Tim Belford admits it: He’d never heard of any of the books included in this year’s nation-wide Canada Reads event.
How, then, did he make his choice when asked to present one of the five novels at the Lennoxville Library’s foreshadowing event? “Simple reason. I was given a choice of titles, none of which I had heard of, and Bone & Bread by Saleema Nawaz sounded intriguing.”
Belford reads murder mystery novels and fact-based books of history set in the Edwardian age. Nawaz’s novel is not something he’d have picked up his own: “It takes place primarily in Montreal and deals with two sisters whose Irish American mother and Sikh father are dead. As an added twist, their father ran, and now their uncle runs, a bagel shop in the Plateau area of Montreal. It turns out that the younger sister is now also dead.
“The story is about dealing with guilt. Guilt over their mother’s death, guilt over the younger sister’s death, guilt over being a single mother, guilt over life choices. It’s hard to imagine but there is a certain amount of resolution in the end.”
The crowd attending Tuesday night’s Lennoxville Reads chose Birdie, by Tracey Lindberg (as championed by Muriel Fitzsimmons), to be the book that all Lennoxvillians should read this year. Will Canada also choose Birdie? Tune in to the CBC’s Canada Reads, beginning March 21, to find out. (Find details at cbc.ca; the other books under consideration are The Hero’s Walk, by Anita Rau Badami; The Illegal, by Laurence Hill; Minister Without Portfolio, by Michael Winter.)
Belford is a big fan of P.D. James. The late Phyllis Dorothy, Baroness James of Holland Park, OBE, FRSA, FRS (letters bestowed by the Queen, and others), found fame with New Scotland Yard police commander Adam Dalgliesh, who showed off his sensitive side with poetry.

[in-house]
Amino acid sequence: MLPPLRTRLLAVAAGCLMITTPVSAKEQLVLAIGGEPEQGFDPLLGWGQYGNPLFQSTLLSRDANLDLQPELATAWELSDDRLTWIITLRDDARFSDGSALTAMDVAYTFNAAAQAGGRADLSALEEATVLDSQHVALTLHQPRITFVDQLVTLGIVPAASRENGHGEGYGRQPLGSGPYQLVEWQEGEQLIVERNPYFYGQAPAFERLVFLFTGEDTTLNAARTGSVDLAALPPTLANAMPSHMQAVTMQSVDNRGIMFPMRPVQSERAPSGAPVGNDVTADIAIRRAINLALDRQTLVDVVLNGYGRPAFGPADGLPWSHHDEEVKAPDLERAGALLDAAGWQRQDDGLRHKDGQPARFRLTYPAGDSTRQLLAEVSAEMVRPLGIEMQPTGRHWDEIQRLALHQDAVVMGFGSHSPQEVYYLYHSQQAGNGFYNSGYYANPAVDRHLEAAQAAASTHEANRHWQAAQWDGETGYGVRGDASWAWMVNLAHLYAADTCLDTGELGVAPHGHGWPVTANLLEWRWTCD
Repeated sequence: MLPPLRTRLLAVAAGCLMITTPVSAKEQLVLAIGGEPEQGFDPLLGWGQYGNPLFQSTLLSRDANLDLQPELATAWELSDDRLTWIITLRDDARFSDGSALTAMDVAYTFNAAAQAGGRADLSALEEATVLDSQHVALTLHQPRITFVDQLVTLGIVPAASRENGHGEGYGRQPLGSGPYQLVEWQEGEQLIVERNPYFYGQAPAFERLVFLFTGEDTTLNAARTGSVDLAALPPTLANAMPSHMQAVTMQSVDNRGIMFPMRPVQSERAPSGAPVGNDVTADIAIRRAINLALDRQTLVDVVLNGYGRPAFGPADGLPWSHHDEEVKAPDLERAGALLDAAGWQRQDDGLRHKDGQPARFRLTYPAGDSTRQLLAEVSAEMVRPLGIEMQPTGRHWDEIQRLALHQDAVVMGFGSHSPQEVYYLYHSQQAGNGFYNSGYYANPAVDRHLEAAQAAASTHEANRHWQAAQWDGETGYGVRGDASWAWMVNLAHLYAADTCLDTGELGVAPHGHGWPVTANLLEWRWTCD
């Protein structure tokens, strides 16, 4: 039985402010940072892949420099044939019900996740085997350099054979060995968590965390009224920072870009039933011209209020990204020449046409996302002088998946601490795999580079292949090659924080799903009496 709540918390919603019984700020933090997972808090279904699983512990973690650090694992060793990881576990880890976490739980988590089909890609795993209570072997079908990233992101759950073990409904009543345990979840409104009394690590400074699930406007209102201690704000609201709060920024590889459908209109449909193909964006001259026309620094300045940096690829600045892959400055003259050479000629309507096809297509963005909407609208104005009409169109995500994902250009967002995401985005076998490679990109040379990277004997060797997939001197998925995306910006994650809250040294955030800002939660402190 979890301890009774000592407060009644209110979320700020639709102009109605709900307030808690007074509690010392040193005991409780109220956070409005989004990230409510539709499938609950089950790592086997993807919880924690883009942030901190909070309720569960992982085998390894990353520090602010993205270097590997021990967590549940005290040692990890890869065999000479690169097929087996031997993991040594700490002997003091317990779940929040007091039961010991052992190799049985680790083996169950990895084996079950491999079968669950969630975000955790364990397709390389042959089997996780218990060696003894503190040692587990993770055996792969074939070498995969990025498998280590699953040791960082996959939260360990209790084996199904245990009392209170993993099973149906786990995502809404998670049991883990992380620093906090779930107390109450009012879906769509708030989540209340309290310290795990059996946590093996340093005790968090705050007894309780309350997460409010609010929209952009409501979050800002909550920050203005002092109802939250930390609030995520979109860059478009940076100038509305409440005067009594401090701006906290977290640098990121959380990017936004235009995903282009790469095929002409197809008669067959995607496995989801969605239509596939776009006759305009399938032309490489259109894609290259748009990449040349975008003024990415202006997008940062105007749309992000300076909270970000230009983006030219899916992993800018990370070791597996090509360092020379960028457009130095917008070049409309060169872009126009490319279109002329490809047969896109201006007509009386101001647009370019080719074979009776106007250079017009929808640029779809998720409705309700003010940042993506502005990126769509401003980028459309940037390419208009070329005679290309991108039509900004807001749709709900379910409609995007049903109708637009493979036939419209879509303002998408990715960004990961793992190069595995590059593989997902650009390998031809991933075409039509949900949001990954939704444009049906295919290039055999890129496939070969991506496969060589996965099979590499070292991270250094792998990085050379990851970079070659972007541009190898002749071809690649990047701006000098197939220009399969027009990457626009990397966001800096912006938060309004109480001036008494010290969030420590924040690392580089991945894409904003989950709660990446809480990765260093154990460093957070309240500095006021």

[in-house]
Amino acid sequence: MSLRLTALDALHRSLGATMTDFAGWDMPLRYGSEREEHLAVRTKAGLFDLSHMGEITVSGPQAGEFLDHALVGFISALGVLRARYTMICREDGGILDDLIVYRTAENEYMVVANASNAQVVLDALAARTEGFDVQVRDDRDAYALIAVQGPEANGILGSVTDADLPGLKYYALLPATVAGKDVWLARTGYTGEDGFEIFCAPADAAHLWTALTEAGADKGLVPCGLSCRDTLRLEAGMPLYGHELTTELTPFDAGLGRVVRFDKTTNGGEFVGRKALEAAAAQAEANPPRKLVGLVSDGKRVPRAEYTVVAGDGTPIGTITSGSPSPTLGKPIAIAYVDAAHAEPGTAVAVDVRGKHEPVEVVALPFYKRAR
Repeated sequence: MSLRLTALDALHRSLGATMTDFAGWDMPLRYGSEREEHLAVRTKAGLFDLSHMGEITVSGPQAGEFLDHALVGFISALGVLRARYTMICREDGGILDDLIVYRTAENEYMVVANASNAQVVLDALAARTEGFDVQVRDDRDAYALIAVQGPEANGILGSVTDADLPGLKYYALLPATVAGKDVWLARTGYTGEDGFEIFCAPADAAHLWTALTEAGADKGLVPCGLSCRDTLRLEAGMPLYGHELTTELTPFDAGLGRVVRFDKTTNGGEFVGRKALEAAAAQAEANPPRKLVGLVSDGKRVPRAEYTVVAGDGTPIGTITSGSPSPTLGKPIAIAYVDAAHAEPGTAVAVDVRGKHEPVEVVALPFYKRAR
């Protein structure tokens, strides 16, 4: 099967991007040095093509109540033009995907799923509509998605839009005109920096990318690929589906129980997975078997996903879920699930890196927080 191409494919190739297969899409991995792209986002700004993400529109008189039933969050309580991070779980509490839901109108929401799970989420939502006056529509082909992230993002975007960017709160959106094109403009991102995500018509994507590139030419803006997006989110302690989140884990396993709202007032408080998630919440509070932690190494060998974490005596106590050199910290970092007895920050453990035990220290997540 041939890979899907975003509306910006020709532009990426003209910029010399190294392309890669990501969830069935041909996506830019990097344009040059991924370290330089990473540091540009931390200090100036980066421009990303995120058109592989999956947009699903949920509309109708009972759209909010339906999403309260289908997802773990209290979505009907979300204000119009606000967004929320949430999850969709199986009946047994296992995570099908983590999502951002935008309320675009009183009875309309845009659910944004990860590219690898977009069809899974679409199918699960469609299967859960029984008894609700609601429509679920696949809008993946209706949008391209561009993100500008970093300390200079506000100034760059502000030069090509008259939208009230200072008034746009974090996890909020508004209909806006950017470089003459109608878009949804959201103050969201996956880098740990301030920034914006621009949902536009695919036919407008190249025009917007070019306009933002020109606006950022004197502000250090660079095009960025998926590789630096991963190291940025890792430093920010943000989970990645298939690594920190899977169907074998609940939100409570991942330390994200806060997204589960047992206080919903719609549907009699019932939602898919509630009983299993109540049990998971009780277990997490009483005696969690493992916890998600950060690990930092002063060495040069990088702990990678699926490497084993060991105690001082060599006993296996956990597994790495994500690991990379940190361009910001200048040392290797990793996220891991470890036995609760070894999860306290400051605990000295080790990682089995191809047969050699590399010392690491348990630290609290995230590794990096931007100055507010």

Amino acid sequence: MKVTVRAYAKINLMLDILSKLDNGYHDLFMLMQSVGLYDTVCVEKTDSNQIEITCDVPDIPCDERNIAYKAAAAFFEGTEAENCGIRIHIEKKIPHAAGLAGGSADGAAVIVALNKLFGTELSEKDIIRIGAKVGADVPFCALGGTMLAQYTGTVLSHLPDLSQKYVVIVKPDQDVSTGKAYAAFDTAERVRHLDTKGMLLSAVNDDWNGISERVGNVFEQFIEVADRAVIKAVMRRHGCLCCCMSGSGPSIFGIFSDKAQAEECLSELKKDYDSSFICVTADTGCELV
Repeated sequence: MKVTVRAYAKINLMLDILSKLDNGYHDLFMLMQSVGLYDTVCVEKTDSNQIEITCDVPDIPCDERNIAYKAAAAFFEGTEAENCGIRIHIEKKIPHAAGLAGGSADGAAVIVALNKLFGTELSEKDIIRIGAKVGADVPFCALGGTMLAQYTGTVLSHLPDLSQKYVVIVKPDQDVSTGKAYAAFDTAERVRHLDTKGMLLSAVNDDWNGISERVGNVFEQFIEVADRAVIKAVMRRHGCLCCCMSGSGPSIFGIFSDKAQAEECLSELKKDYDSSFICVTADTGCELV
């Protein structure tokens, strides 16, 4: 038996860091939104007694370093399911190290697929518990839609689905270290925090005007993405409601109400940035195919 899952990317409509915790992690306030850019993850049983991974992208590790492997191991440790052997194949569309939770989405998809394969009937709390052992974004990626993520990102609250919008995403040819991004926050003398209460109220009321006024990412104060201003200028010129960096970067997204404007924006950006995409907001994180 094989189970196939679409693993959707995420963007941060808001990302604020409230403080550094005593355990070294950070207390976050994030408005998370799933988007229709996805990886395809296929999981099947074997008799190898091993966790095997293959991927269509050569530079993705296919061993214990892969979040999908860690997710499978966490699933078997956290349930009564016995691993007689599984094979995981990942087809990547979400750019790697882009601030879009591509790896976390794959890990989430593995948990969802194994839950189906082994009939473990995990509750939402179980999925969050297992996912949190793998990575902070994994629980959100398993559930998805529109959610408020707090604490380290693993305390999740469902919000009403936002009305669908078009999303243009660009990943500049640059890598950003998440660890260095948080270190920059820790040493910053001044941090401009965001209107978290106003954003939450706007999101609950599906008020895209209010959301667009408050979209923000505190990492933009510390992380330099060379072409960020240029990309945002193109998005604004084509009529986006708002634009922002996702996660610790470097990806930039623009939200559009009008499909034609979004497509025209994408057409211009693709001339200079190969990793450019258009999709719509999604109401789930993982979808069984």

James led a fascinating life, dropping out of school at 16 (her father didn’t believe girls needed education, and wanted her to bring in some money). After fighting in the Second World War, her husband was checked into a psychiatric institution, and James went back to work to feed the kids.
James’ first book was 1962’s Cover Her Face, which introduced the copper who would make her writing career. Her final Dalgliesh novel was 2008’s The Private Patient, the 14th in the series (James died two years ago).
There were also two Cordelia Gray mysteries along the way, and a handful of standalones, including the 1992 sci-fi inflected The Children Of Men, in which humanity faces extinction because of an infertility crisis. (The 2007 movie, with Clive Owen, Julianne Moore and Michael Caine, is filed in the Lennoxville Library at SF-98.) Belford has not read (nor watched) that one, and is no fan of science fiction in general: “I have enough trouble dealing with reality.”
James’ books are filed in the Lennoxville Library in Adult Fiction in English and French, and in Audio Recordings. The book Time To Be In Earnest: A Fragment Of Autobiography (2000), can be found at 928.21.
And of course, no mystery fan — Belford included — could ignore Louise Penny, that darling of Eastern Townshippers. (Her works can be found in Adult Fiction in both English and French, Large Print, and Audio, and there’s a short story filed in Easy Reading; but start with 2005’s Still Life).
Belford keeps on reading: “In the past years I have read far more non-fiction than fiction. I am particularly interested in the history of the Edwardian Age up to the end of World War II. Anything by Margaret MacMillan.” That historian and academic has piled up multiple awards with her work. Belford particularly recommends The War That Ended Peace: The Road to 1914, and the 2002 book Paris 1919: Six Months That Changed The World (filed at 940.3; find more MacMillan at 940.31 and 327.73, and via interlibrary loan).
Belford has a bit more time for books now that he’s retired from his long-time gig as co-host of CBC Radio’s Quebec AM. “I believe that books and reading are important, particularly in an age where attention spans are shortening and life is more and more presented in a series of thirty-second clips.”
He’s still busy, however, including writing a weekly Thursday column in The Record. And he sat on the Lennoxville Library’s volunteer board for three years, though no longer.
Why read? “Why breathe? It is an unending source of information and entertainment. It helps us to examine our feelings in the light of what others feel. It creates empathy and encourages intercourse with our fellow humans and our gods.”
— Eleanor Brown, March 18, 2016